Riffs. You don’t need a lot more than stone cold killer riffs to make your way into the halls of rock Valhalla. The riffs don’t even have to be clever. You don’t have to be Eddie Van Halen or Yngwie Malmsteen to cop a killer riff.
Sure other things are important too. Tone, how long you go on, you’re gonna need a singer and a song. But without a riff? Well there’s not much to work with in the rock world if you haven’t got one.
Lit had one for My Own Worst Enemy. They had a riff that would define their whole band, their album A Place In The Sun and elevate their little pop punk ditty to immortal status.
I went to see Lit in 1999 play this to around 70 thousand kids from a festival stage in glorious sunshine and it was a thrilling experience. The rest of their set was decent. They could play, they had other tunes. They had that ‘band in the ascending’ air about them and when they played My Own Worst Enemy it went OFF!
“Can we forget about the things I said when I was drunk? I didn’t mean to call you that. I can’t remember what was said or what you threw at me, Please tell me, please tell me why?”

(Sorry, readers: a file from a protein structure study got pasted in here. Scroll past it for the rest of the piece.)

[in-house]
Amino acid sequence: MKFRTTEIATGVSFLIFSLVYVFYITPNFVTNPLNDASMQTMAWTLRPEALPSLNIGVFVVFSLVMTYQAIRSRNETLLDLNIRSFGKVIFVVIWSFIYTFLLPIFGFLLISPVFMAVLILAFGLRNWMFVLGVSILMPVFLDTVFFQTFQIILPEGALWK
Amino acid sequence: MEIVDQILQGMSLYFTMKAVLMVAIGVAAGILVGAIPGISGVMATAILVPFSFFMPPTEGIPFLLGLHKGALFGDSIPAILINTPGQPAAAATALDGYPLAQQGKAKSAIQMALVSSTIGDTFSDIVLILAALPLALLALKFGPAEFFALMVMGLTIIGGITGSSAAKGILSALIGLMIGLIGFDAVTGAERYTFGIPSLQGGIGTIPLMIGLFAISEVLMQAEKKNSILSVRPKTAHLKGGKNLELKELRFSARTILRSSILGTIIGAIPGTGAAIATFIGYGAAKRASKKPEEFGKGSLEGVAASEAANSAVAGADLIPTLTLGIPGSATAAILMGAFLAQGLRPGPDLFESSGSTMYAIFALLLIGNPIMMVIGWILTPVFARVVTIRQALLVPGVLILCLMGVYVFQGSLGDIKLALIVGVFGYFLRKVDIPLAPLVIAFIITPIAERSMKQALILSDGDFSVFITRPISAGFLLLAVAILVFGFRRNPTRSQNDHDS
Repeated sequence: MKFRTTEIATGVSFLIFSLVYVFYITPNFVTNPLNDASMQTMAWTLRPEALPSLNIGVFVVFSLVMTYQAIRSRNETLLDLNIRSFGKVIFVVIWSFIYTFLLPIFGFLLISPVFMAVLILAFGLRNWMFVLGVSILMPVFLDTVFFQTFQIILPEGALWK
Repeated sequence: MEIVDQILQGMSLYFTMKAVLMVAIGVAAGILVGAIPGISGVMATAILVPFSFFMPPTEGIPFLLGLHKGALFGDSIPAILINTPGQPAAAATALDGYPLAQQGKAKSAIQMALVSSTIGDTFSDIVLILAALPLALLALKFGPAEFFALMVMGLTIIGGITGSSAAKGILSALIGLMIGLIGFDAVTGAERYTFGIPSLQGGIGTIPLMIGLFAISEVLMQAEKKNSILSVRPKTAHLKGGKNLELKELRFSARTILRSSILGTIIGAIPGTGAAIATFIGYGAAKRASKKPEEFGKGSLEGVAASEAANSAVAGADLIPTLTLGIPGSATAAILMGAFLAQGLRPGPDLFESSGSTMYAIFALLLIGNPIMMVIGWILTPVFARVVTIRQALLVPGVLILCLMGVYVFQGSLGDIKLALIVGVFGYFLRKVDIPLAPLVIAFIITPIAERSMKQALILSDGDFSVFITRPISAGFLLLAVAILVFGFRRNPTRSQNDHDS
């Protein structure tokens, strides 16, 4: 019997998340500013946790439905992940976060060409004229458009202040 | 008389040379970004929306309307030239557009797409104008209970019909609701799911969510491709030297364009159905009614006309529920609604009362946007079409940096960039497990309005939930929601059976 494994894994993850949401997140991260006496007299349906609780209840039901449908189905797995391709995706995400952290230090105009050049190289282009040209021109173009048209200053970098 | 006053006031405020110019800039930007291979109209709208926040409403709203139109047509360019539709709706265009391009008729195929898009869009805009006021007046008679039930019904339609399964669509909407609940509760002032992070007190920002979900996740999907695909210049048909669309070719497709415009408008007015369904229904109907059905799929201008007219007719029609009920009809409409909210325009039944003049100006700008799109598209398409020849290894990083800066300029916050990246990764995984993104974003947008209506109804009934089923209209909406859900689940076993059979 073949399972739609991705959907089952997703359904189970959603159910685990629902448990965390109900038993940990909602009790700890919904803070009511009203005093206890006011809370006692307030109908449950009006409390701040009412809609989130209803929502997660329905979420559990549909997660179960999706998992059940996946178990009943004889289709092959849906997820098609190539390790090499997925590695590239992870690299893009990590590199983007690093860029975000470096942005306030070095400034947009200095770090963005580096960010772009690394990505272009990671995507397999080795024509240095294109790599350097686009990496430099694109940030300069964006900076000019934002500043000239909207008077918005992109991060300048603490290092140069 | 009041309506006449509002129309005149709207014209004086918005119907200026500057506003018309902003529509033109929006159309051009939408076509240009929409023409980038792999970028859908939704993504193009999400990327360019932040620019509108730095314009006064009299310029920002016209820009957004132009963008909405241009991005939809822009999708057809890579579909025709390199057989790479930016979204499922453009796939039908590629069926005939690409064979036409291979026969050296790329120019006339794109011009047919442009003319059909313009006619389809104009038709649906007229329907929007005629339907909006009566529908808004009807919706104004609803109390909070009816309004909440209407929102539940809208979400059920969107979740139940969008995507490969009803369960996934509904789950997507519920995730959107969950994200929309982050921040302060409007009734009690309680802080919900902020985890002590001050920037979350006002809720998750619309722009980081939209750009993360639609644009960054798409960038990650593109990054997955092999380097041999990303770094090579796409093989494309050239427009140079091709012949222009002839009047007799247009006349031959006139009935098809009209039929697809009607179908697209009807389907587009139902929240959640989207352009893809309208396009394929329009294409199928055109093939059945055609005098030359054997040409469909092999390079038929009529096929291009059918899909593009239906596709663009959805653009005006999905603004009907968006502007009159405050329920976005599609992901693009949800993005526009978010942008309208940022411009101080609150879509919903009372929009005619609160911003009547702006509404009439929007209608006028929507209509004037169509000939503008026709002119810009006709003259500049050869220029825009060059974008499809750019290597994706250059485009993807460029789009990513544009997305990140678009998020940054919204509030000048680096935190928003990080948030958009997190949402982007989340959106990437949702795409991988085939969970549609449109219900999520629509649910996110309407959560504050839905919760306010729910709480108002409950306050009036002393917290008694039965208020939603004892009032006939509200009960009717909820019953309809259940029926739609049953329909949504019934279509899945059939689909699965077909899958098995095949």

Boom! Instant mosh pit. Bouncing happy faces and an undeniable truth. That riff is a classic. Like a killer Kiss, Deep Purple or Buzzcocks single right at the end of the century.
Cut to 20 years later. I’m at a kids party as a responsible adult and that song finds it’s way onto the playlist alongside indie floor fillers, current alternative pop hits and classic rock anthems. Boom! It goes off again.
Kids who are younger than the record themselves are singing every word and jumping around. I was not aware Lit had survived the Millennium. And yet here we were surrounded by dancing teenagers having it large to many of the same tunes that have done the business for the last quarter century.
My Own Worst Enemy is still on MTV Rocks in heavy rotation I’m assured. And Scuzz TV and Kerrang! TV. The video is a classic I’m informed.
“Lit are Lit” one high schooler tells me. For the first time in my life I make the connection between the current popular slang and the band name. Dang! Even these kids ‘cool speak’ is decades old.
Do they feel like they have nothing of their own or like everything in the full history of time belongs to them? Oh wait. I remember dancing to The Doors and Alice Cooper when their records were 20 to 30 years old. Nope. Things have always been this way.
I look at Doug who’s eyeing up the sandwiches while his daughter runs around the place having the time of her life. He’s crushing Walker’s Crisps into a cheese and white bread triangle like it’s the only thing that’s going to get him through this sobering experience. I’m necking Cherry Cola like it’s got rum in it. We’re holding it together as ‘grown ups’ to the children around us. Just.
“Do you remember Punk Day, Reading ’99?”
‘I was just thinking the same thing’
Dunna Nun Nun Nun Nun Nun Nun Nun, Dunna Nun Nun Nun Nun Nerr Nerr.
A Timeless Classic. And no mistake.